Academic journal article The McKinsey Quarterly

Why Minimills Give the US Huge Advantages in Steel

Academic journal article The McKinsey Quarterly

Why Minimills Give the US Huge Advantages in Steel

Article excerpt

Performance, not overcapacity, has been the real cause of industry problem

Full costs for mini-sheet hot band? $275 per net ton

Look for another wave of restructuring

Without doubt, the minimill revolution has had profound and lasting effects on the world steel industry. Minimills - small-scale steel plants embodying a superior technology and, more importantly, more streamlined management processes - emerged more or less simultaneously in the United States, Southern Europe, and Japan in the 1950s. Despite a limited product range, minimills grew to more than 20 percent of production in all these regions by 1990.

Such plants were still, however, precluded for technical reasons from participating in steel's largest market - the sheets used in automobiles, containers, and other major markets. This changed with the commissioning of Nucor's Crawfordsville, Indiana plant in 1989. The success of this facility initiated a surge of new ones that are revitalizing the US steel industry. By the end of this decade, world-class mini-sheet plants will represent more than 25 percent of US hot-band capacity. By 2000, almost 60 percent of American sheet capacity will be highly competitive by international standards, up from less than 20 percent in the early 1980s - an extraordinary turnaround.

In stark contrast, Europe and Japan have adopted this new production process at a glacial pace. All told, there are around 10 million net tons of mini-sheet capacity operating in North America, Europe, and Japan, most of it representing the "compact strip production" (CSP) technology used by Nucor and developed by the German equipment supplier SMS. More than three-quarters of this capacity around 8 million tons - is in North America [ILLUSTRATION FOR EXHIBIT 1 OMITTED]. Of this, roughly 6 million tons have been installed within the past two years. By comparison, the sole facility in Europe, Finarvedi's Cremona plant, began operations in 1992, as did Japan's only facility, Tokyo Steel's Okayama plant.

The North American lead in this technology is likely to persist for at least the rest of the 1990s. Firm announcements - investments that are either already under way or apparently backed by sound financing - suggest that at least another 8 million tons of mini-sheet capacity will have been installed in North America by the end of the decade. This compares with 2 million additional tons in Europe and none in Japan. North America will thus be home to more than 80 percent of the developed world's mini-sheet capacity until at least the end of the century [ILLUSTRATION FOR EXHIBIT 2 OMITTED]. Given the competitive advantages enjoyed by such facilities, slow adoption by European and Japanese producers is bound to create problems for those industries in the future.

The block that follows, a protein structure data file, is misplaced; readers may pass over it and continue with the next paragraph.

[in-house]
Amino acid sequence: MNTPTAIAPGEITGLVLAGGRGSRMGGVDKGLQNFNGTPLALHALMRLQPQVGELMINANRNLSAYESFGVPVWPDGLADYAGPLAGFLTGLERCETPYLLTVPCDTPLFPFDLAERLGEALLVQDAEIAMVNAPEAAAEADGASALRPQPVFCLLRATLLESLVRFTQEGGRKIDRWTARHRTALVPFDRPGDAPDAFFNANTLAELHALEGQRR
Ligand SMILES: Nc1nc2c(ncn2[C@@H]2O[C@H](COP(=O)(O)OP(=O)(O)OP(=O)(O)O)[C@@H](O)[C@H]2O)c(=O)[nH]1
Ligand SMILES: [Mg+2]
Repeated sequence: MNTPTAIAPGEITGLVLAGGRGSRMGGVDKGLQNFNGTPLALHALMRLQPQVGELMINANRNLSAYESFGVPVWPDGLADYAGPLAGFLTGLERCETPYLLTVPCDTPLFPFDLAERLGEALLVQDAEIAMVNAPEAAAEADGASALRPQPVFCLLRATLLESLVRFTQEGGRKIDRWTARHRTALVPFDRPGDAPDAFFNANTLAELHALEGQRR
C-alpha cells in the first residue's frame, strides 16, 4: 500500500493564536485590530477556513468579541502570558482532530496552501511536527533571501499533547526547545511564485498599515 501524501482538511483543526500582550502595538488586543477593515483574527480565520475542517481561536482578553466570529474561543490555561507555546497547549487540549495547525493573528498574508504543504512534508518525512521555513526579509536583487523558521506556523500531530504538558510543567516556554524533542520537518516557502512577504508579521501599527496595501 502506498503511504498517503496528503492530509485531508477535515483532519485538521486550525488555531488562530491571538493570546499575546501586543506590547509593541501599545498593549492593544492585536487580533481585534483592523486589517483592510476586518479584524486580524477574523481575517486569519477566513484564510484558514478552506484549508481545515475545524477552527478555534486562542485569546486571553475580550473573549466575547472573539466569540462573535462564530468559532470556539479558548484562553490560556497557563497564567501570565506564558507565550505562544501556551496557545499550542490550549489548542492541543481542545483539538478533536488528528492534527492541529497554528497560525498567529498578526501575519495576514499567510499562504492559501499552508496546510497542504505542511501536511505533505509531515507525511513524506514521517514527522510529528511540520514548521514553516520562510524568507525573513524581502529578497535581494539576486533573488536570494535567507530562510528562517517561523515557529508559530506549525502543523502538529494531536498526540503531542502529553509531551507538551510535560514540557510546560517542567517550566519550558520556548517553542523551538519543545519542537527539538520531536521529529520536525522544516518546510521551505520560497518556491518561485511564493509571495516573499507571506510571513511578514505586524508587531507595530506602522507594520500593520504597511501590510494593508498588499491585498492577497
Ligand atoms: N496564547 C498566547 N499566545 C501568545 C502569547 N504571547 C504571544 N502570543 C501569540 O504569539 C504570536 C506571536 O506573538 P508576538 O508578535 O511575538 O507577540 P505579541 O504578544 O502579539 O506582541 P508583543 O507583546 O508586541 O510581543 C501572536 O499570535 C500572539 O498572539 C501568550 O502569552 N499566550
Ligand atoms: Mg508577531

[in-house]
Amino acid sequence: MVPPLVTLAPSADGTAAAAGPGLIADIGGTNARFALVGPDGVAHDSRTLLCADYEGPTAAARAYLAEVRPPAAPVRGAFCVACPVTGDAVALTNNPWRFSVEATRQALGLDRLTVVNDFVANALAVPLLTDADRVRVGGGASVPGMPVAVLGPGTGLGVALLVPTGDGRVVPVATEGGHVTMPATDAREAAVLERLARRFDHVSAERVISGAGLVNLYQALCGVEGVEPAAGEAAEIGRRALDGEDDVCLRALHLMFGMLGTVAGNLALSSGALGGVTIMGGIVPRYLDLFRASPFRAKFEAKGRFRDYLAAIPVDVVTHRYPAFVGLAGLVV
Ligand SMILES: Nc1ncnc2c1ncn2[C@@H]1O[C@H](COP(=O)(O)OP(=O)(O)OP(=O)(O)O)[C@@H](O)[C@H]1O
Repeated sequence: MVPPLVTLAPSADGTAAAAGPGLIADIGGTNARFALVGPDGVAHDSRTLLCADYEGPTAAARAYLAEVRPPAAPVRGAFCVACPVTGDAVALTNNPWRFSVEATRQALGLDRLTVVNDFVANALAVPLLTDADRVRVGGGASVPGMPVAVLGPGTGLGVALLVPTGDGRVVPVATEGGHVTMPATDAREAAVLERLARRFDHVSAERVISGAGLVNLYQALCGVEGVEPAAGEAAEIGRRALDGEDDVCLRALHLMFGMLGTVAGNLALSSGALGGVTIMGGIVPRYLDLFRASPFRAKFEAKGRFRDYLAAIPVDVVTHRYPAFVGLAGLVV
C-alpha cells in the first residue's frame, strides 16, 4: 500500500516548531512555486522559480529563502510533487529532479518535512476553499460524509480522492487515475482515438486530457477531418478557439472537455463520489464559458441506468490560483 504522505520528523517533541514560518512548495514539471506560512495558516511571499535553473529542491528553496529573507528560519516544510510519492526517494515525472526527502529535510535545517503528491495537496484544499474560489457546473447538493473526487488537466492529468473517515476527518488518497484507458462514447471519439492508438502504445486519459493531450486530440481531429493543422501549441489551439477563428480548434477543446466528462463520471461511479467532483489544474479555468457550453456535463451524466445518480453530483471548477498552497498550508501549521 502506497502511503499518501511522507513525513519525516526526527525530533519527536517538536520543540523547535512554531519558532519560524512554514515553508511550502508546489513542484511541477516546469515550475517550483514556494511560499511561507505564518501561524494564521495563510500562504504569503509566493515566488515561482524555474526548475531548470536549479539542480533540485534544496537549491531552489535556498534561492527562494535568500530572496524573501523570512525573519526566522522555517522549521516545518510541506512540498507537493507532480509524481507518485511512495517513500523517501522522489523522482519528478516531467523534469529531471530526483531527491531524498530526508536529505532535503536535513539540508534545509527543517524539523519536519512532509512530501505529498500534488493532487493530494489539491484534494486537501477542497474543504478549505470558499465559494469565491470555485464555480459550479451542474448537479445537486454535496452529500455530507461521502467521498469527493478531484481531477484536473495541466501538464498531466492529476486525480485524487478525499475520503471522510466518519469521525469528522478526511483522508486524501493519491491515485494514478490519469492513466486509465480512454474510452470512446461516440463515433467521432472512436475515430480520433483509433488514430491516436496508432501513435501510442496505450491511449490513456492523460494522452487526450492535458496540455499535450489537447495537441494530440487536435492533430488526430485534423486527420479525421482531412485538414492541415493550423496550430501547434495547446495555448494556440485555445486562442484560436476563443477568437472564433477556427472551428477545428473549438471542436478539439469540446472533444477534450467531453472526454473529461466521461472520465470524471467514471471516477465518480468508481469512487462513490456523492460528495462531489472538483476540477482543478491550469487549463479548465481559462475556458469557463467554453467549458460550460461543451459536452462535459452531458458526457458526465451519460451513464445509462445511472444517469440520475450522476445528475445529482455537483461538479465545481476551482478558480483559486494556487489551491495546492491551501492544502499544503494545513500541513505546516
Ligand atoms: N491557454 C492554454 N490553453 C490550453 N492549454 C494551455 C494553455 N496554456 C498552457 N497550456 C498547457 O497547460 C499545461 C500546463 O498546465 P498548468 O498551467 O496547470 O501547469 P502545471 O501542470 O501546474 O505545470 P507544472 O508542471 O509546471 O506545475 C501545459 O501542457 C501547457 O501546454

A seminal technology

The fundamental benefits of the thin-slab process used in mini-sheet plants over conventional integrated steel production are undeniable. It offers tremendous savings in capital, overwhelmingly the most critical challenge facing traditional steelmaking technology. It reduces operating costs by at least as much as the two other seminal steel innovations of the postwar era, the basic oxygen process and continuous casting. And it creates incentives for further innovation, thus helping to revamp steel production processes.

Saving capital and operating costs

Thin-slab casting solves the principal problem facing integrated production techniques: investment requirements that are not supported by market prices. Underlying this problem is sustained and substantial excess capacity, which has plagued the world's steel industry for the past 20 years. Low prices and profits over that period have in effect signalled that capacity should exit the industry. Traditional producers have responded by cutting capacity to bring it more in line with consumption and thus boost prices. Higher prices, however, encourage market entry, which in turn revives the excess capacity problem. …

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